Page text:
written by Cynthia Bethany, LCSW-S, CTTS
Director | Prevention and Crisis Response – FWISD

Life Events Can Help Build Resilience to Heal

When the COVID-19 pandemic is behind us, what will we remember most? All the television we binge watched, the food we ate, or the numerous virtual meetings we attended? Or perhaps our newfound appreciation for school and health care professionals?

One thing we do not always think about is how well we will recover or bounce back from a major event, or in other words how resilient will we be?

Throughout our lifetime, we experience many stressful and sometimes even traumatic events. We may lose a loved one, live through a natural disaster, or experience abuse as a child or an adult. The current pandemic, with quarantine and other stressors, certainly qualifies. So, what does it mean to be resilient and how do traumatic and stressful life events teach us about resiliency?

RESILIENCE

According to the Merriam-Webster Dictionary, resilience is “the capability of a strained body to recover its size and shape after deformation caused especially by compressive stress; an ability to recover from or adjust easily to misfortune or change.” In other words, how do we bounce back or recover from failure, loss, challenges, stress and trauma.

STRESS AND TRAUMA

There are three types of stress: positive, tolerable, and toxic. Each affects us differently.

  • Positive stress refers to small challenges that are healthy for brain development. Positive stress helps prepare brains and bodies for larger challenges. An example of positive stress would be receiving a promotion, buying a new home, or preparing for a test or job interview.
  • Tolerable stress includes more serious life events like a natural disaster or losing a loved one. They are not good for us like a positive stress, however with support the stress can be bearable.
  • Toxic stress weakens the brain architecture and disrupts healthy development with repeated negative experiences. Toxic stress puts you at higher risk for physical and mental health problems and addiction.

Similar to stress, there are three types of trauma: acute, chronic, and complex.

  • Acute trauma is a single incident that happens; such as a terrible car accident that leaves you injured.
  • Chronic trauma results from repeated and continued incidents that happen over time; a child living in an abusive home or an adult in a domestic, violent relationship.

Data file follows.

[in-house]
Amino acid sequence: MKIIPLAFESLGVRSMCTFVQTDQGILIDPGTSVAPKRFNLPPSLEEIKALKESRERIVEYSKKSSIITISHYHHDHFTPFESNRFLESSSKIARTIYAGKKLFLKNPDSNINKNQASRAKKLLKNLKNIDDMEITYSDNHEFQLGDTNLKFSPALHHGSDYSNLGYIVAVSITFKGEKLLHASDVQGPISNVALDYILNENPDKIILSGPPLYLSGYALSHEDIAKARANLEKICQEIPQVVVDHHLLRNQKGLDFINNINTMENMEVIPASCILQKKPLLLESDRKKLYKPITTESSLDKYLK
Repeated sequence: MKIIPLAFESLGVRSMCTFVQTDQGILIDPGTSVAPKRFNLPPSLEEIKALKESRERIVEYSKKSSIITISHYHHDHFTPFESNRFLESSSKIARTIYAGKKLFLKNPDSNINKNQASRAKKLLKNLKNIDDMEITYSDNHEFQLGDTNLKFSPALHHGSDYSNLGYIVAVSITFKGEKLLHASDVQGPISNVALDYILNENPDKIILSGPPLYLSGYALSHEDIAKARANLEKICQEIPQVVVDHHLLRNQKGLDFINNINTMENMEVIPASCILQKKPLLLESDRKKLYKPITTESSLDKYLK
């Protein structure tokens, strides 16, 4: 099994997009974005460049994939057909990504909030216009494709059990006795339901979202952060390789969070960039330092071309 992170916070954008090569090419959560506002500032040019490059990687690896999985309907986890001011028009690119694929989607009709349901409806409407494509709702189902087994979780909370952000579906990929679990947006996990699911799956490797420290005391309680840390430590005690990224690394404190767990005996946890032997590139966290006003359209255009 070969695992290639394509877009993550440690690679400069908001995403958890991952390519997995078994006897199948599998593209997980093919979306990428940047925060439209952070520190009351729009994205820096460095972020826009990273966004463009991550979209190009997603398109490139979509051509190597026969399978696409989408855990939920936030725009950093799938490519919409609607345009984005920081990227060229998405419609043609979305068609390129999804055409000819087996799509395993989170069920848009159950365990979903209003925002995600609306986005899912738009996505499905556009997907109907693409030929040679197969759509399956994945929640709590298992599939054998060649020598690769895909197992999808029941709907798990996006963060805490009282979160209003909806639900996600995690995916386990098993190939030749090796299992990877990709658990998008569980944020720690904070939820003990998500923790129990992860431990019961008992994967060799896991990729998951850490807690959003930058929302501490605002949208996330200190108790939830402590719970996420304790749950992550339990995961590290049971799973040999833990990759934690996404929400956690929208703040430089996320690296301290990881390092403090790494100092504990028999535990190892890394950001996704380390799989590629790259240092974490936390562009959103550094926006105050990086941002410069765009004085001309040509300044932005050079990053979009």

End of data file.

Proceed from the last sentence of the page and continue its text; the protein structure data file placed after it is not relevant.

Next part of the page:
• Complex traumais exposure to multiple and varied traumatic events, often of an aggressive, and  personal nature.​ An example would be an adult who is abused as a child and is now in a domestic violence relationship while living in a violent community.

RESILIENCY, STRESS & TRAUMA

Resiliency is not something we are born with; we learn it from resilient adults. However, it is never too late to learn new habits of becoming resilient when faced with adversities.

There are benefits to living a more resilient life which include decreased depressive symptoms, increased emotional well-being, improved sleep, improved relationships, and improved coping skills when we experience emotional disruptions. Here are some ways resilience can be built:

  • Learn from our mistakes
  • Are self-aware of our own emotions and the emotions of others
  • Are willing to face our problems rather than avoid them
  • Engage in healthy problem-solving skills
  • Seek help from others
  • Are optimistic and seek positive outcomes for situations
  • Be flexible and embrace change
  • Set realistic and achievable goals

Children have opportunities every day to display their ability to recover or bounce back from daily situations. A child that falls off their bike or gets in an argument with a friend are both opportunities to teach children about resiliency. Parents and caregivers can raise resilient children by:

  • Assisting children to find resolutions to their problems
  • Encouraging children to try new things despite the discomfort
  • Teaching them to manage and regulate their emotions
  • Allowing them to make mistakes and learn from their mistakes
  • Praising them when they overcome difficult tasks and even when they fail
  • Encouraging children to ask for help

 

Submitted by Fort Worth ISD